Monday, November 07, 2011

‘Over-speeding’ propellers blamed for Dash 8 disaster


THE fatal Airlines PNG Dash 8 crash on Oct 13 near Madang was caused by the “over-speeding” of both propellers, a preliminary report of the Papua New Guinea Accident Investigation Commission has found, The National reports.
The commission said the propellers exceeded their maximum permitted revolutions per minute by more than 60%.
It said because of this there was a loud “bang” which witnesses on the ground reported hearing.
The flight crew then shut down both engines.
“At 5.17pm the crew made a mayday call to air traffic control and indicated they were having an in-flight emergency and that both engines had stopped.
“Madang tower then declared a search and rescue phase, believing the aircraft was about to ditch into the ocean.
“But the aircraft landed on a sparsely timbered terrain on the northern side of the Buang River, 33km southeast of Madang town, killing 28 of the 32 people on board.”
The report said that on impact, the plane was badly damaged while colliding with trees and the ground and an intense fuel-fed fire started.
Villagers who had heard and seen the aircraft in the final stages of its descent rushed to the crash site to find the fuselage engulfed in flames.
They then helped the four survivors and took them to the nearest aid post.
The preliminary report was released last Friday by the commission’s acting chief exec­utive officer Sid O’Toole, who said they had met the requirement for a preliminary report to be ready within 30 days.
It said the pilot in command, 64, and his 40-year-old first officer had 18,200 flying hours and 2,750 flying hours respectively, with both holding valid PNG airlines transport pilot licences.
The report said the flight progressed normally and flight P2-MCJ was transferred to Madang air traffic control at 5.10pm on descent into Madang.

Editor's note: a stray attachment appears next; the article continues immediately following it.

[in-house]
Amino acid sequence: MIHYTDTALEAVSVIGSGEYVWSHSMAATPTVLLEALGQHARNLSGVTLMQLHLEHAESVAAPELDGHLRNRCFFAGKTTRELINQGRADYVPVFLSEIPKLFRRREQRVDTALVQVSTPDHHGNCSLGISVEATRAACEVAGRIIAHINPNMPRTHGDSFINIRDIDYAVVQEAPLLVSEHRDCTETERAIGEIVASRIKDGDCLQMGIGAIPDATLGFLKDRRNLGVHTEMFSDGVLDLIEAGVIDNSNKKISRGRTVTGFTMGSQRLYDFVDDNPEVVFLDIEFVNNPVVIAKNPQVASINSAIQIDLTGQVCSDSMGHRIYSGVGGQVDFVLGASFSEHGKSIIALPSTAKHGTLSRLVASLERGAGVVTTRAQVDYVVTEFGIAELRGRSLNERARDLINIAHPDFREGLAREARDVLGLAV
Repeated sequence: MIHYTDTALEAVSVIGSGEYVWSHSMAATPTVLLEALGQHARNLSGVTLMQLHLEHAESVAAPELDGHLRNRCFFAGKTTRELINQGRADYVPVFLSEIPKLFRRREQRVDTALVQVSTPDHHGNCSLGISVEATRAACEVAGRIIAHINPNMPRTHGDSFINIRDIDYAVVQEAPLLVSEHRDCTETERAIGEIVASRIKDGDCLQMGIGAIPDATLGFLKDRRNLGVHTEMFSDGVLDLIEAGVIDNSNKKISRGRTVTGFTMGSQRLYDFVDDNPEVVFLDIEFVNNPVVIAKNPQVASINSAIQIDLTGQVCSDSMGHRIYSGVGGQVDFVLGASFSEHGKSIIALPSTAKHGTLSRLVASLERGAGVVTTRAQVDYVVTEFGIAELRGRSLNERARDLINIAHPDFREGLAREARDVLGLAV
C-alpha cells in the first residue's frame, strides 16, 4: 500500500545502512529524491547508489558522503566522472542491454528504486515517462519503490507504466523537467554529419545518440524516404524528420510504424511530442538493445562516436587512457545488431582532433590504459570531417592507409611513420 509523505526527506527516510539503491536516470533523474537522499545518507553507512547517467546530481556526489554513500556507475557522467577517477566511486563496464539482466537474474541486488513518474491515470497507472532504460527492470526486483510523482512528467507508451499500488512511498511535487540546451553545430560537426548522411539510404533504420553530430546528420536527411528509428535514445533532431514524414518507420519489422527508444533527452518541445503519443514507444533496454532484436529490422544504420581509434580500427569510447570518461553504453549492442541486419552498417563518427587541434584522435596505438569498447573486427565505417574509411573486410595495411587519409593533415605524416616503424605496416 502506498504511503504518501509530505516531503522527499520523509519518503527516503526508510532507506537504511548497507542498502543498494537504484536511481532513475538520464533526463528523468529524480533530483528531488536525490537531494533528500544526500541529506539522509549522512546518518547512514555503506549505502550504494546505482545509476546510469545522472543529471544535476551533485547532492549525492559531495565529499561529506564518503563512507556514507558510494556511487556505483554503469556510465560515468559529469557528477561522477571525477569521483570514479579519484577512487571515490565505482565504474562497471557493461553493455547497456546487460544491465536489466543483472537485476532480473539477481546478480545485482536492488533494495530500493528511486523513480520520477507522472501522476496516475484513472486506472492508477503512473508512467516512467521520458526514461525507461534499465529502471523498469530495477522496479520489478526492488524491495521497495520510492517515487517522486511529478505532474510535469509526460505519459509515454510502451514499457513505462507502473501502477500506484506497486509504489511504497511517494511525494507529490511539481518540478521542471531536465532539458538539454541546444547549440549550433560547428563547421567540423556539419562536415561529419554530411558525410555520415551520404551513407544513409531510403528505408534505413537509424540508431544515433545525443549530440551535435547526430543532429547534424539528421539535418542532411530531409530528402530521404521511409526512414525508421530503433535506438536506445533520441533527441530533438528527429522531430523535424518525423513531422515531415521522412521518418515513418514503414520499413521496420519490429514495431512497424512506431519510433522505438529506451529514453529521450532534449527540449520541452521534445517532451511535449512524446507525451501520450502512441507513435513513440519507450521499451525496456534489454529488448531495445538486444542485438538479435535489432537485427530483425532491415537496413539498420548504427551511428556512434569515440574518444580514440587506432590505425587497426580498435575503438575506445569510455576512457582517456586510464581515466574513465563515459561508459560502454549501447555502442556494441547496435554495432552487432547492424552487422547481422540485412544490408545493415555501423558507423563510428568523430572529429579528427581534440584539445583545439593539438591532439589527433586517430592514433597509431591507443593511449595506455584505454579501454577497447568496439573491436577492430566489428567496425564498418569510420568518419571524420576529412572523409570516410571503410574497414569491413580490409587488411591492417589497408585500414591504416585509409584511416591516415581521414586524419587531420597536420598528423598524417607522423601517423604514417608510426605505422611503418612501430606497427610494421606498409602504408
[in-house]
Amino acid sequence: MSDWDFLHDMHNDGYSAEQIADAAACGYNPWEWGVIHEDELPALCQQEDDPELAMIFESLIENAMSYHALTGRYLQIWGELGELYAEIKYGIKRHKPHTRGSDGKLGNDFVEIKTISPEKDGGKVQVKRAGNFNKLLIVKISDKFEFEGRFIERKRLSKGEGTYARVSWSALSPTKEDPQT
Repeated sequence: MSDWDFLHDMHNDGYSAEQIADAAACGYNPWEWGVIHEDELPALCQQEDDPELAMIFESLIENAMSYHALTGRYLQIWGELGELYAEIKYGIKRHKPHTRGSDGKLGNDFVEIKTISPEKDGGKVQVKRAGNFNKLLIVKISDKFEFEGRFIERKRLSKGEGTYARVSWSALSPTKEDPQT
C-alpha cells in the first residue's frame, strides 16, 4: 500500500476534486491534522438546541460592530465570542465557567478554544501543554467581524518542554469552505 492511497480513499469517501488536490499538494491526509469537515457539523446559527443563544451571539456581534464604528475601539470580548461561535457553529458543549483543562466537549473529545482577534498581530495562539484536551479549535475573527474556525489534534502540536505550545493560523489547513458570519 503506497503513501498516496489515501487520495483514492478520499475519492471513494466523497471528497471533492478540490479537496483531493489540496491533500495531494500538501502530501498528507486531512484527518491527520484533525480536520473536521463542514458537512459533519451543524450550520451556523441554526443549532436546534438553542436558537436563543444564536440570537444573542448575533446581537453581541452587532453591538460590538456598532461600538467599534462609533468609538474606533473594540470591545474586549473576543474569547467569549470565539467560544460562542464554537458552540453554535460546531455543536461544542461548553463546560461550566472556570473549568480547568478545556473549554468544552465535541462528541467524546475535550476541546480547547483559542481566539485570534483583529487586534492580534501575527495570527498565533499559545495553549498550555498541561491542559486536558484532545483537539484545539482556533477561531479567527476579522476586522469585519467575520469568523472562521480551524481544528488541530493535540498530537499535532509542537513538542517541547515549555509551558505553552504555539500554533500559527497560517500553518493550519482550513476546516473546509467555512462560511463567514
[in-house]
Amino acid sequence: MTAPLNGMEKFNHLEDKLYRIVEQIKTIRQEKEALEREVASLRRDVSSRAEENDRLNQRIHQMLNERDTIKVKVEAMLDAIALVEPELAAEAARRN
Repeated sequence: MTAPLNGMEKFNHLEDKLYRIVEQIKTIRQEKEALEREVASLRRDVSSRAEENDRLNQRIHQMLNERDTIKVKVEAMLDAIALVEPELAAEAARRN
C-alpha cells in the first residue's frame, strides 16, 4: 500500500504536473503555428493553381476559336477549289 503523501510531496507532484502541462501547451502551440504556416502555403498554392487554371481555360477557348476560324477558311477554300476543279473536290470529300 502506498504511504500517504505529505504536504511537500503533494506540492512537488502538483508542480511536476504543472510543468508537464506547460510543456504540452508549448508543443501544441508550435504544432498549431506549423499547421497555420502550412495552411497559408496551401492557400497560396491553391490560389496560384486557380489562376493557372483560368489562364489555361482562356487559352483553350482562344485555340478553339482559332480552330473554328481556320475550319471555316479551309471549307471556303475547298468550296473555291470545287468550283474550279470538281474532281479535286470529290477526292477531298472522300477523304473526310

“The descent profile on this sector was steep because of the proximity of the Finisterre Ranges to Madang and the pilot, who was the handling pilot, was hand-flying the aircraft because the autopilot was unserviceable.”
The report said the pilot was manoeuvring the aircraft visually to avoid cloud and thunderstorms.
At 5.12pm, in response to a request from Madang tower, the flight crew stated that the aircraft was 24 nautical miles from Madang, leaving 13,000ft on descent.
O’Toole said: “The Dash 8 has a turbine engine which runs through a gear box and it runs through the propellers and over-speed caused self-destruction.
“The investigations have been supersonic and we thank Prime Minister Peter O’Neill for visiting the site and we are glad that O’Neill has made a commitment to release funds to complete the investigation,” he said.
“We thank TropicAir for their help in this time.”
Civil Aviation Minister Puri Ruing thanked the commission, the Aviation Transport Safety Bureau of Australia, the Transport Safety Board of Canada, aircraft manufacturer Bombardier, engine manufacturer Pratt and Whitney, the Civil Aviation Safety Authority of PNG (CASA) and Airlines PNG for their cooperation and help in enabling the investigation to progress
efficiently and effectively, resulting in the preliminary report being issued in under 30 days.
“The accident investigation will continue for some time in order to establish root casual factors for the accident and the final report may take a year to complete due to the detailed analysis that is required,” Ruing said.
The information in the preliminary report was derived from initial investigation of the occurrence.
However, people were cautioned that there was the possibility that new evidence may become available that altered the circumstances described in the preliminary findings.

1 comment:

  1. Anonymous12:23 PM

    Both props overspeeding on a Dash 8? At the same time? Sounds like a clear case of the handling pilot slamming the power levers into the beta range inflight - a Flight Manual No No! Cross check against his KIAS...I bet you will find he was over the 242 KIAS, causing the warning horn to sound, and over reacted.